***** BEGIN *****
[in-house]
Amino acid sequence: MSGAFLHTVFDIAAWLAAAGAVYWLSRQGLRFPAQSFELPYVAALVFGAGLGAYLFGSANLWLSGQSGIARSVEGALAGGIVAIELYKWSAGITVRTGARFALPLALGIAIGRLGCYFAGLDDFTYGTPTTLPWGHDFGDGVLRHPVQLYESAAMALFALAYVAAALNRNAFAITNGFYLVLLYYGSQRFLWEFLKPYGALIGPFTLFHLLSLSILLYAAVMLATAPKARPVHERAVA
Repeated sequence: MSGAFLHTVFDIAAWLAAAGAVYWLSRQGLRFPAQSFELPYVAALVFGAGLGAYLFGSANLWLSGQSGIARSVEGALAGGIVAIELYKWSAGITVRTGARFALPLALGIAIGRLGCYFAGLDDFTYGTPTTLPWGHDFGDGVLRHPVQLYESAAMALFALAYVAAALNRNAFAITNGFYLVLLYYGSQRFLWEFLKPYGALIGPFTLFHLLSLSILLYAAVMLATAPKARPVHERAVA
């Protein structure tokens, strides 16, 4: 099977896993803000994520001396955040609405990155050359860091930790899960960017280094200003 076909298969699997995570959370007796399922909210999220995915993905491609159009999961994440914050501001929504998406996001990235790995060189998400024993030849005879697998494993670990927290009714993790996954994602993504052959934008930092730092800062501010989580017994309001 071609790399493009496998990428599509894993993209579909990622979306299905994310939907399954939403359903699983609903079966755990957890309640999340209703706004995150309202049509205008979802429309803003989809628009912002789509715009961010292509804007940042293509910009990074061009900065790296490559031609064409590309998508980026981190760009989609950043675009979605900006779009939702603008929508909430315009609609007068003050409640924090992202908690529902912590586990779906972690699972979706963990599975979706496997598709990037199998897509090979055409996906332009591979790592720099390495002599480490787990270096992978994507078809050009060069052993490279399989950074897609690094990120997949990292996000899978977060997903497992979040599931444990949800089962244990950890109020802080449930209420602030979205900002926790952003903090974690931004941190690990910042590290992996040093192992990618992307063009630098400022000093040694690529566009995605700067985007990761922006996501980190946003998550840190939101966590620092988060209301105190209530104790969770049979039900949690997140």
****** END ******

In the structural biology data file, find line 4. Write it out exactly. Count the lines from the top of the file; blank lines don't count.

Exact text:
């Protein structure tokens, strides 16, 4: 099977896993803000994520001396955040609405990155050359860091930790899960960017280094200003 076909298969699997995570959370007796399922909210999220995915993905491609159009999961994440914050501001929504998406996001990235790995060189998400024993030849005879697998494993670990927290009714993790996954994602993504052959934008930092730092800062501010989580017994309001 071609790399493009496998990428599509894993993209579909990622979306299905994310939907399954939403359903699983609903079966755990957890309640999340209703706004995150309202049509205008979802429309803003989809628009912002789509715009961010292509804007940042293509910009990074061009900065790296490559031609064409590309998508980026981190760009989609950043675009979605900006779009939702603008929508909430315009609609007068003050409640924090992202908690529902912590586990779906972690699972979706963990599975979706496997598709990037199998897509090979055409996906332009591979790592720099390495002599480490787990270096992978994507078809050009060069052993490279399989950074897609690094990120997949990292996000899978977060997903497992979040599931444990949800089962244990950890109020802080449930209420602030979205900002926790952003903090974690931004941190690990910042590290992996040093192992990618992307063009630098400022000093040694690529566009995605700067985007990761922006996501980190946003998550840190939101966590620092988060209301105190209530104790969770049979039900949690997140």